Read the report: Machine Learning Zone Report – November 2019 [PDF]The Machine Learning Zone was supported by the University of Oxford. In this activity, students connected with University of Oxford researchers working on things like how to make sure robots don’t crash into each other when they can’t talk to each other, why human brains are so good at learning, the ethical issues of robots working in hospitals and health care, and making computers that can learn to spot patterns in genetic data.
This zone saw an increase in students logged in and questions asked than the previous I’m a Researcher activity, Curiosity Carnival, in 2017. Students had lots of questions about careers and education in particular, including questions about studying and working at the University of Oxford.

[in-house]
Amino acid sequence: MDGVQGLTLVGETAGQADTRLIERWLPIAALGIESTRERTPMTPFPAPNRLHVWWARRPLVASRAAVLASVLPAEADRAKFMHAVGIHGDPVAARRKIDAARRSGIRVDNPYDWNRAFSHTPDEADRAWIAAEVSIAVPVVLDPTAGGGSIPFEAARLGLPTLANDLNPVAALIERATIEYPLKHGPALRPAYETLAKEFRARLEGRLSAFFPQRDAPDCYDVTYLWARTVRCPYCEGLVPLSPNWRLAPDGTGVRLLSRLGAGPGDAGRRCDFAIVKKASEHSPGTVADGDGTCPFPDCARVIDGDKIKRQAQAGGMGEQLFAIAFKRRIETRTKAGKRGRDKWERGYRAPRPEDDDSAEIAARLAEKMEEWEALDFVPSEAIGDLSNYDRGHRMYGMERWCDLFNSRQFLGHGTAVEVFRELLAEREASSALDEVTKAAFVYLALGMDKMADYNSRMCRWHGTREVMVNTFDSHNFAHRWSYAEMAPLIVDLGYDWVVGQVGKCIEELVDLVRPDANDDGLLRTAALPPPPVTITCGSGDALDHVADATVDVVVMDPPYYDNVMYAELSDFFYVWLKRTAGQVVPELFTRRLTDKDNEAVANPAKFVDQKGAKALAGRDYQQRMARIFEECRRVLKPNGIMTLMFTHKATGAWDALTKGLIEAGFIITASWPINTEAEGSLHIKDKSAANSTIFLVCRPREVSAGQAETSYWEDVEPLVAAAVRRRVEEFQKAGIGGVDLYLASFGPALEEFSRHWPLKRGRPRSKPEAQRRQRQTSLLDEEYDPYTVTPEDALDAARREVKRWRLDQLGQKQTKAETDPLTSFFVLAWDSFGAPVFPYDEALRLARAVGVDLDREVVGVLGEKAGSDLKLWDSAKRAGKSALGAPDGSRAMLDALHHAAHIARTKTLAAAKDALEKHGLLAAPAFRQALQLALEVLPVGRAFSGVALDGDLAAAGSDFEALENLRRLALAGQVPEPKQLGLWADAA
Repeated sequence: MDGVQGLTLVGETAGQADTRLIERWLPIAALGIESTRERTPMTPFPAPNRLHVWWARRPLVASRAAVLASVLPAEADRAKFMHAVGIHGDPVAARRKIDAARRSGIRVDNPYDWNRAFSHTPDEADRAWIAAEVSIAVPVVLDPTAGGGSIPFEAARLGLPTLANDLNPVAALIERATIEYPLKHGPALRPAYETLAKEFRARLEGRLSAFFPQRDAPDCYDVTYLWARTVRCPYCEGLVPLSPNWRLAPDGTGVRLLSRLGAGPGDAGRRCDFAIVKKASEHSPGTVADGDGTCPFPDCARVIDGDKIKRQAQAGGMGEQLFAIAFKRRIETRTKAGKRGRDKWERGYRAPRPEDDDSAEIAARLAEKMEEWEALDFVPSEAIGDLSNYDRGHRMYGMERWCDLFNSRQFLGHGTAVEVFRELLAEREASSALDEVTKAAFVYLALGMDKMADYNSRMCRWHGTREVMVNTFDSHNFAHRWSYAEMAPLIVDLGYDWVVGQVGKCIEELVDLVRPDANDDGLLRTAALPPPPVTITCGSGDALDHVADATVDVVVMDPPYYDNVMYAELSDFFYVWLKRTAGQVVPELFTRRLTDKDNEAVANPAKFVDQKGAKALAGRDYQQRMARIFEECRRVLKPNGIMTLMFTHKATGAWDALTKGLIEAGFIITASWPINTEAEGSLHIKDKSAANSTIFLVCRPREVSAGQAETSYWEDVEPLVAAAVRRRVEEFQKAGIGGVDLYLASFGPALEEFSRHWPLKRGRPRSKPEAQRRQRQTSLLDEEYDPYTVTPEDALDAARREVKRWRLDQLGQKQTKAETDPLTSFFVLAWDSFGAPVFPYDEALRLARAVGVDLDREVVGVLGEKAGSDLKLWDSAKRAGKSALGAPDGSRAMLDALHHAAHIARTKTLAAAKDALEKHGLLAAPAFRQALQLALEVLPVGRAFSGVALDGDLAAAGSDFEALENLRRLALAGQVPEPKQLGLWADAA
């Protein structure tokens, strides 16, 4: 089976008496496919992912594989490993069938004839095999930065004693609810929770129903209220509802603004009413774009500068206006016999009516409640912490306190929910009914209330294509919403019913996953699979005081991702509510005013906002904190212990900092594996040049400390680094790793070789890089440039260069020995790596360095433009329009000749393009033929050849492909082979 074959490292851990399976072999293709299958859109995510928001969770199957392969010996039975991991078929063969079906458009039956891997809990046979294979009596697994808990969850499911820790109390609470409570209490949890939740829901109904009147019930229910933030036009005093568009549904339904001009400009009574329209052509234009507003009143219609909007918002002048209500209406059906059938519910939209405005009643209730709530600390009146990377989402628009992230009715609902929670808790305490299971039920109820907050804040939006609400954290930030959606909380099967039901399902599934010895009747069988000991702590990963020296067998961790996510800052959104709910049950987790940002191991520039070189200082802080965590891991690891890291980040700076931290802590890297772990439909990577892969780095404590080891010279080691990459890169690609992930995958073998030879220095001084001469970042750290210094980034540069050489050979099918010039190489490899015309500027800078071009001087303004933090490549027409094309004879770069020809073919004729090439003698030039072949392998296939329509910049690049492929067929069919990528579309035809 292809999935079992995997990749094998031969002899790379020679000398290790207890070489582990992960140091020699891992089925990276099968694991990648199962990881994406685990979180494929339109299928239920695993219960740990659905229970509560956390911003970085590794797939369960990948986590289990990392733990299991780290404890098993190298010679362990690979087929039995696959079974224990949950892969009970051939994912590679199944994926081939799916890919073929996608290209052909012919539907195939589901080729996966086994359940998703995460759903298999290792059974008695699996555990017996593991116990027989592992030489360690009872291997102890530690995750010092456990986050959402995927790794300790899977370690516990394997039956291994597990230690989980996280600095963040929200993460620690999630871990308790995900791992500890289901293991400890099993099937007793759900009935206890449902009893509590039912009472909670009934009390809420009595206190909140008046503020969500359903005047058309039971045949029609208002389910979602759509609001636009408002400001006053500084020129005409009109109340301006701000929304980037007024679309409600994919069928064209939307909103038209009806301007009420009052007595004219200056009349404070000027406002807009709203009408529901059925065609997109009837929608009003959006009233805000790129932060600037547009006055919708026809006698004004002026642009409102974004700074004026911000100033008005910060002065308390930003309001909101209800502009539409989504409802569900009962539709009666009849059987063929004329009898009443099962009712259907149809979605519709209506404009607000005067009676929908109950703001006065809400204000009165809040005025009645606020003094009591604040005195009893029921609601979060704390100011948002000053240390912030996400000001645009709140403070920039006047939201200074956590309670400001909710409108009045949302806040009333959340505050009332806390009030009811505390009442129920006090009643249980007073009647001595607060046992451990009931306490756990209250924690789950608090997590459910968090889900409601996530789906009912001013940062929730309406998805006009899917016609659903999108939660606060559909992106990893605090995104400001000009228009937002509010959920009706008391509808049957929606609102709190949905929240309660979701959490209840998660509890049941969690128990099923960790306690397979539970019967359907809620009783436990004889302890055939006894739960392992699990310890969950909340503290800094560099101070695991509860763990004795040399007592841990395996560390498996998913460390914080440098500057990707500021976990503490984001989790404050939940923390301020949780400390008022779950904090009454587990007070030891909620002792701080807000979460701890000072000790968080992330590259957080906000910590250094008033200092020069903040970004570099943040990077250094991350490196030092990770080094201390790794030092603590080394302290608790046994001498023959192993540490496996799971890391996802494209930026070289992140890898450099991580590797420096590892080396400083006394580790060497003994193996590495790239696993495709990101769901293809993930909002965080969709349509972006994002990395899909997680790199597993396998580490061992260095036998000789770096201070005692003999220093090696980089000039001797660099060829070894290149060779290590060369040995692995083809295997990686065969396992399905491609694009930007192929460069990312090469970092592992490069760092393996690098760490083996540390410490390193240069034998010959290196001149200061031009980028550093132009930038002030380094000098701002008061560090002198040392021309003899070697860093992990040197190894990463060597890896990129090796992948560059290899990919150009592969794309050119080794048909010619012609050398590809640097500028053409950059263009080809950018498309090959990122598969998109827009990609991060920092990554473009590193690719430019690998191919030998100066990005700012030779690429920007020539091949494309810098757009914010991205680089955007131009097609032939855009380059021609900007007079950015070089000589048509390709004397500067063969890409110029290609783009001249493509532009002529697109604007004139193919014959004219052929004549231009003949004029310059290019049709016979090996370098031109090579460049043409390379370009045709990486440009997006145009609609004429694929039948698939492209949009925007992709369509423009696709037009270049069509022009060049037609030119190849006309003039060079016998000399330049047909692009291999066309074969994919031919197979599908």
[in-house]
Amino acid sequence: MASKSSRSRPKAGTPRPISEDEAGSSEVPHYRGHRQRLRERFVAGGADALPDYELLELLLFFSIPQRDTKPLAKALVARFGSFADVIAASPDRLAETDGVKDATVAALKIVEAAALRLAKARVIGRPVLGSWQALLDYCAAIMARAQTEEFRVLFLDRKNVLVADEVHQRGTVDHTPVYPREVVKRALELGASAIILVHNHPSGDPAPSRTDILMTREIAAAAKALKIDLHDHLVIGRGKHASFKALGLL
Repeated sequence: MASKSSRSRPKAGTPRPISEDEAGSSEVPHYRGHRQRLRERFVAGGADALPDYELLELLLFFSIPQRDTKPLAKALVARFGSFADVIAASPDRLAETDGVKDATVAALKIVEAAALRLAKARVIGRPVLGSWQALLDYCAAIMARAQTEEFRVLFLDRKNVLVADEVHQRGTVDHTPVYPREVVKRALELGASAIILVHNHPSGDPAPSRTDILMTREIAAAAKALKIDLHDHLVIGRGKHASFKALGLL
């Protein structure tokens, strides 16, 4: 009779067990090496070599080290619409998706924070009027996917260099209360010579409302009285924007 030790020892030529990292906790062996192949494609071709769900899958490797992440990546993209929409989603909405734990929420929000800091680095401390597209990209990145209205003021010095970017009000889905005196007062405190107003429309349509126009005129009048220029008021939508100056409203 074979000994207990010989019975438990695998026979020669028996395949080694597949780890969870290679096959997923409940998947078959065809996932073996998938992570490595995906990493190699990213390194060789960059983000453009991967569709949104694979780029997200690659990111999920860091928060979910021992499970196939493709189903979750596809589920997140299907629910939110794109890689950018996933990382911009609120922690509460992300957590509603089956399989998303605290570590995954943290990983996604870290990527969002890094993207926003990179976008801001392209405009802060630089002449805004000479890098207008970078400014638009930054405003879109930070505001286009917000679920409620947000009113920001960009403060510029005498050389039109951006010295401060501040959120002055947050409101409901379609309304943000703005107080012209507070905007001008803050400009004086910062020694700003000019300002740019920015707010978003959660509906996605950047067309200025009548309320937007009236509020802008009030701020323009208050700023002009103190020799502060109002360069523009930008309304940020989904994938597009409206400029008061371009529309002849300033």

Students from schools across England connected with nine researchers at the University of Oxford:
- Yee Whye Teh, who won this zone, is looking at the scientific principles underlying machine learning, to help us understand why and how things work in AI.
- Valerie Bradley is using data to develop and enhance methods of prediction.
- Nick Hawes works on AI methods to allow robots to plan and execute different behaviours.
- Mackenzie Graham is a researcher looking at relationships between technology and people.
- Lin Shuyu is a PhD student investigating the underlying principles of AI technology.
- Jun Zhao is researching the responsible use of AI with families.
- Jacob Laygonie is a researcher using maths to describe the differences between shapes in rules that computers can understand.
- Brian Zhang is using machine learning algorithms to help find patterns in genetic data.
- Anna Gautier studies and designs multi-robot systems, to help robots interact with each other.